Out to Seek the Tooth
Even after Allison Small decided to apply to dental hygienist school, she still harbored some serious reservations about the profession.
"I thought I'd be grossed out by looking in people's mouths," says the Springfield resident, 28. "And I hated science."
But despite her hesitation, Small, who was a self-described "Colorado ski bum" with a teaching degree, was drawn to the field. Her mother had worked as a hygienist before Small was born, and her father is an endodontist (think root canals). So, Small took the prerequisites, and is now in her first of two years in dental hygiene school at Northern Virginia Community College. She says the science is hard, but she loves learning about bacteria and disease and understanding how oral health can make a difference.
As for the gross-out factor, working with patients has made that a non-issue. "I saw how people were comforted by a smiling face and a good chairside manner," Small says. "And I realize that I can help them. It's my job to give them the honest truth that you will lose your teeth if you don't [take care of them]. And to say it in a kind, caring manner."
Dental hygienists are licensed oral health professionals who focus on preventing and treating oral diseases and teaching patients good oral hygiene. According to the Bureau of Labor Statistics, it is expected to be one of the fastest-growing occupations through 2014, thanks to increasing demand for dental care and the use of hygienists to perform services once done by dentists. The American Dental Hygienists' Association has accredited nearly 300 schools, where students earn an Associate in Applied Science Degree.
"We're the prevention specialists," says ADHA President Marge Green. "Our growth is exciting, because it means more of us to promote health and to reach communities that are underserved."
Jacquelyn Fried, director of the dental hygiene program at the University of Maryland Dental School, says the demand can also be attributed to current research showing a strong connection between oral health and overall health. Some patients see their dental hygienist more often than their primary physician, so the hygienist can be in a position to notice problems or abnormalities before other health professionals.
Fried says the profession is attractive for many reasons. "It's a flexible career," she says, noting that hygienists don't have the responsibility of owning their own business, as many dentists do. "Also, you're interacting with people and helping them. It's a real giving-back profession." She says dental hygienists, more than 90 percent of whom are female, can earn around $75,000 in and around Washington. Temp agencies pay hygienists about $30 to $40 an hour.
Darlene Peterson, a student in the University of Maryland program, says before she started working with patients in the school's clinic, she was taught to take blood pressure and check the patient's neck, chin and jaw, which is where some cancers start. "At first, it kind of annoyed me," she says. "It was like I was the [nurse]. But now it's starting to sink in -- the connection between oral health and the health of your body."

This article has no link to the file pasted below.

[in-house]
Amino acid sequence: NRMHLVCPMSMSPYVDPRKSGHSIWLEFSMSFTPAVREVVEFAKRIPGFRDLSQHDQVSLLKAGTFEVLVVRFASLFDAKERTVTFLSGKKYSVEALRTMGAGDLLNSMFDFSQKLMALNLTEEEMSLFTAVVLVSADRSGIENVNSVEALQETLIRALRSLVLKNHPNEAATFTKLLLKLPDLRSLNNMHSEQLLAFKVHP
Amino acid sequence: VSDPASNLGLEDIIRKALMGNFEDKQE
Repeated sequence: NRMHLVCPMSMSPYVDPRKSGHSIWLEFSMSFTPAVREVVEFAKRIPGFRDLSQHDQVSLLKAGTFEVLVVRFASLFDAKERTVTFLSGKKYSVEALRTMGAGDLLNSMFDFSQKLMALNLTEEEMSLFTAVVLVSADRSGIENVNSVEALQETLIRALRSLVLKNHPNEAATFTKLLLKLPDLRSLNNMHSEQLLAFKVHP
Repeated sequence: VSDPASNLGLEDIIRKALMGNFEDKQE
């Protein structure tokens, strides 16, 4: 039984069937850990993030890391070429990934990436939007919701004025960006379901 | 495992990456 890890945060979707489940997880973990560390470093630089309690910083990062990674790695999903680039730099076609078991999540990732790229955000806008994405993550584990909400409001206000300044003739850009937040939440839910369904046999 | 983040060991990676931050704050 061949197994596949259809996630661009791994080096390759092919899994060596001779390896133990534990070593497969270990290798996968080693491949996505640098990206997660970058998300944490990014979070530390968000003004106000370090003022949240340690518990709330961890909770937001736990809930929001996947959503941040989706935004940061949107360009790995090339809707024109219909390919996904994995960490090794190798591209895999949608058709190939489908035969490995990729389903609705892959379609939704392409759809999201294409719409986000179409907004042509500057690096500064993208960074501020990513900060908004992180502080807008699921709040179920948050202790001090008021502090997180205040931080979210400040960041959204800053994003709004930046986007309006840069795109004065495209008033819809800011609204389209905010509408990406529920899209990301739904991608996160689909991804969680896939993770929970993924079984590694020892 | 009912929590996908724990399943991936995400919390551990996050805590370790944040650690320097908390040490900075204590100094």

Peterson, 30, who lives in Laurel, Md., and was working in insurance before she went back to school, says she has six to eight hours of homework and studying a day. On top of that, she works with real patients from the community who go to the school for treatment. To educate others, she had to brush up on her own dental habits -- she went from flossing far too infrequently to doing it every night.
Peterson says in her first semester, she and her classmates had to obtain a certain plaque-free score, which is determined by chewing on a tablet.
Peterson's first patient in the clinic was an 83-year-old man. "I don't know the last time he brushed his teeth," she says. One of her classmate's patients didn't know that dental floss should only be used once, and she had been reusing the same piece of every night.
The profession tends to attract teachers, nurses and individuals who enjoy helping others. Community service components are common in these programs, but at Howard University -- the only school in the District that offers a dental hygiene program -- getting out into the community is especially important.
"We make it a hallmark of our program," says Marie Varley Gillis, director of the dental hygiene department. "Volunteering is a vital part of educating a health care provider. We go to elementary tary schools and do educational skits; we work with HIV-infected patients at Whitman-Walker Clinic and homeless patients at SOME (So Others Might Eat)."
Before entering a dental hygiene program, most students need to complete science prerequisites. Some volunteer in a dental office, get a job as an office receptionist or work as a dental assistant beforehand to get a taste of the work they'd do as a hygienists. Most assistants are still trained on the job, but the Medix School in Towson has an 11-month program that teaches students to work chairside, chart patient records, do X-rays and sterilize instruments. Assistants can earn $11 to $17 an hour.
Herndon's Kathryn Rohr, 25, who has a bachelor's degree in psychology, says once she took an office job with a dentist, she knew she wanted to work in the field. Now she is in her first year at NVCC. "It's the first time I've worked in a job where I feel like I'm making a difference," she says.